|Chassis||Carbon fibre and Kevlar Monocoque|
|Suspension (front)||Double wishbones, pushrods|
|Suspension (rear)||Double wishbones, pushrods|
|Axle track||Front: 1,790 mm (70 in)
Rear: 1,662 mm (65.4 in)
|Wheelbase||2,835 mm (111.6 in)|
|Engine||Renault Gordini EF15, 1,492 cc (91.0 cu in), 90° V6, turbo, mid-engine, longitudinally mounted|
|Transmission||Ligier / Hewland 5-speed manual|
|Weight||545 kg (1,202 lb)|
|Notable entrants||Equipe Ligier|
|Notable drivers||25. René Arnoux
26. Jacques Laffite
26. Philippe Alliot
|Debut||1986 Brazilian Grand Prix|
The JS27 was a development of the previous year's JS25, with a lower fuel tank and revised aerodynamics to take advantage of the fuel limit which had been reduced from 220 to 195 litres. It was also lighter than its overweight predecessor, with the customer supply of Renault engines more effectively integrated into the overall package than before, although the specification of the engines was always slightly behind fellow-Renault users Lotus and was not developed through the course of the season.
Three JS27 chassis were built and ready to race for the first round of the championship in Brazil, and a further two were constructed during the course of the season: chassis 04 was introduced for the Belgian Grand Prix, whilst chassis 05 was ready in time for the race in Canada. Chassis 01 was written off due to the extensive front-end damage caused by Jacques Laffite's career-ending accident at the British Grand Prix.
The JS27 was initially driven by the French pairing of Ligier mainstay Laffite and René Arnoux. Both drivers were renowned as being fast and experienced, but their age and setup skills were cast into doubt before the start of the season. Arnoux, in particular, had missed all but the first race of the 1985 season after being mysteriously sacked after the Brazilian Grand Prix by Ferrari (neither Ferrari nor Arnoux have ever gone public with the reason for his sacking), and at 42 years old, Laffite was the oldest driver on the grid.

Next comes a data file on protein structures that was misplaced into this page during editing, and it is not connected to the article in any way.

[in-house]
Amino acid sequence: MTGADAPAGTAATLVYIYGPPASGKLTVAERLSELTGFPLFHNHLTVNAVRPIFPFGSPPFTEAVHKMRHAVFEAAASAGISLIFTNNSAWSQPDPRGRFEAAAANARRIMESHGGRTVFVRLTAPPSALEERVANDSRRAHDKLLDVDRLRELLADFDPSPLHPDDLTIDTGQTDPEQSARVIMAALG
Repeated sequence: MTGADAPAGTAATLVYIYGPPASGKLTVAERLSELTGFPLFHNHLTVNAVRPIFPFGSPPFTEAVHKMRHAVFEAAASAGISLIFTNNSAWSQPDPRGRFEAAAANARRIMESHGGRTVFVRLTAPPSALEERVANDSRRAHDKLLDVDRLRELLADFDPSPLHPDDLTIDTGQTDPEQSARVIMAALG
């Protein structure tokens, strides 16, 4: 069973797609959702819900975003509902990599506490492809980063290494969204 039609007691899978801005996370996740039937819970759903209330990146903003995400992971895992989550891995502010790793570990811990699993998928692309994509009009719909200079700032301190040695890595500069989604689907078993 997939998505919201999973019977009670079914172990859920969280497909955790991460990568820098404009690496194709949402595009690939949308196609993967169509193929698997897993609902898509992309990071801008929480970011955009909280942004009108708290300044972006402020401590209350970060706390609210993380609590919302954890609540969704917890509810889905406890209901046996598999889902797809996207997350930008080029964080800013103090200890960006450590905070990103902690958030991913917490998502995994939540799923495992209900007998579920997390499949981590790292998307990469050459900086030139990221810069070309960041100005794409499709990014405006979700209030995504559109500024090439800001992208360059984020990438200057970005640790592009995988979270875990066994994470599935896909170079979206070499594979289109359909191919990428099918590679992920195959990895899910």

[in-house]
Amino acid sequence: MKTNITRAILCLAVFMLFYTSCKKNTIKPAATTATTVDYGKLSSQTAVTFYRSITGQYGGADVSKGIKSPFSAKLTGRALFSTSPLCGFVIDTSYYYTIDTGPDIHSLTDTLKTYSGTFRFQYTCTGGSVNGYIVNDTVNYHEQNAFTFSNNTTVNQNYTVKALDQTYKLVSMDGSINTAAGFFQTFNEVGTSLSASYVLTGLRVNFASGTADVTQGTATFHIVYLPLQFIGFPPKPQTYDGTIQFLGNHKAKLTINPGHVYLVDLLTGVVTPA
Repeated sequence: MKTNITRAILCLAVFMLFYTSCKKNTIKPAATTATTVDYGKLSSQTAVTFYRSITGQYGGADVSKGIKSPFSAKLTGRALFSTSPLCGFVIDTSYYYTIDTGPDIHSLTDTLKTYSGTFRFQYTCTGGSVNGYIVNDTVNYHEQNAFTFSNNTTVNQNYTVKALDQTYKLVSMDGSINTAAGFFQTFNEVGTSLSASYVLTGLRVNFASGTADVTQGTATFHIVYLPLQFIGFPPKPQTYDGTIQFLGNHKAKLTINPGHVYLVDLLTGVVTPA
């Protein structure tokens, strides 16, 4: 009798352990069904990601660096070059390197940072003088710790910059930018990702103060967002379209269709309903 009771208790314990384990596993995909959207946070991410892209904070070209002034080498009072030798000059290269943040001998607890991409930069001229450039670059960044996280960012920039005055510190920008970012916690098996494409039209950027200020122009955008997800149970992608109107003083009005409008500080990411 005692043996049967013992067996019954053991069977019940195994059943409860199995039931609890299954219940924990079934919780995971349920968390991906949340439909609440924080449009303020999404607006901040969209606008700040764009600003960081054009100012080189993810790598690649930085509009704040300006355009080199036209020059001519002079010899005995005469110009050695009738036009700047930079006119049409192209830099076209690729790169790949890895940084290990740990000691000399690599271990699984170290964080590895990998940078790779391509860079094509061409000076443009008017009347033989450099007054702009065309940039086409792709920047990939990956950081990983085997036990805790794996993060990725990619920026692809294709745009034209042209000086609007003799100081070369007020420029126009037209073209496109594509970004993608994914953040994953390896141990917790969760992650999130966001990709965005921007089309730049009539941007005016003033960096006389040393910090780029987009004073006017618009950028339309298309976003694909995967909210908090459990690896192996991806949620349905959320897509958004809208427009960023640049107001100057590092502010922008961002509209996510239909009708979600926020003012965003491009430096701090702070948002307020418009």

The JS27 was instantly competitive, however, with numerous points finishes in the first half of the season, including two podium finishes from Laffite. At Detroit, both drivers were particularly fast, Laffite leading the race and eventually finishing second, whilst Arnoux looked on course for second place until he crashed. By the time of the British Grand Prix, Ligier were fourth in the Constructors' Championship: behind Williams, McLaren and Lotus, but ahead of Ferrari.
This race saw the team sustain a major setback, when Laffite was caught up in a first-lap pile-up and seriously injured his legs. The crash effectively ended his Formula One career, as he chose not to return once his injuries had healed. It also spelt the end for the Brands Hatch circuit in F1, and triggered new safety regulations for following years, the most obvious of which stipulated that a driver's feet had to be situated beind the car's front axle line from 1988.
Laffite's accident caused the Ligier team's morale to drop, and with a concurrent lack of development on the chassis, the JS27 was less competitive in the second half of the season. Arnoux and substitute driver Philippe Alliot could only score four points from the German Grand Prix onwards, but this was enough to secure fifth in the Constructors' Championship - the highest-placed team using Pirelli tyres.
The JS27 was one of the last truly competitive cars to be produced by the Ligier team; from 1987 the team would suffer a competitive slump that would last until the 1993 season. The JS27 was also the last Ligier chassis to lead a lap of a Grand Prix until Olivier Panis' victory in the 1996 Monaco Grand Prix, Ligier's last season in F1 before its takeover by Alain Prost.
Complete Formula One World Championship results
(key) (results in bold indicate pole position)
|1986||Equipe Ligier||Renault Gordini EF15
- Hamilton, Maurice (ed.) (1986). AUTOCOURSE 1986-87. Hazleton Publishing. ISBN 0-905138-44-9.
- Ménard, Pierre (ed.) (2006). The Great Encyclopedia of Formula 1. Chronosports S.A. ISBN 2-84707-123-7.
- Spurring, Quentin (2005). Formula 1 in Camera 1980-89. Haynes Publishing. ISBN 1-84425-109-8.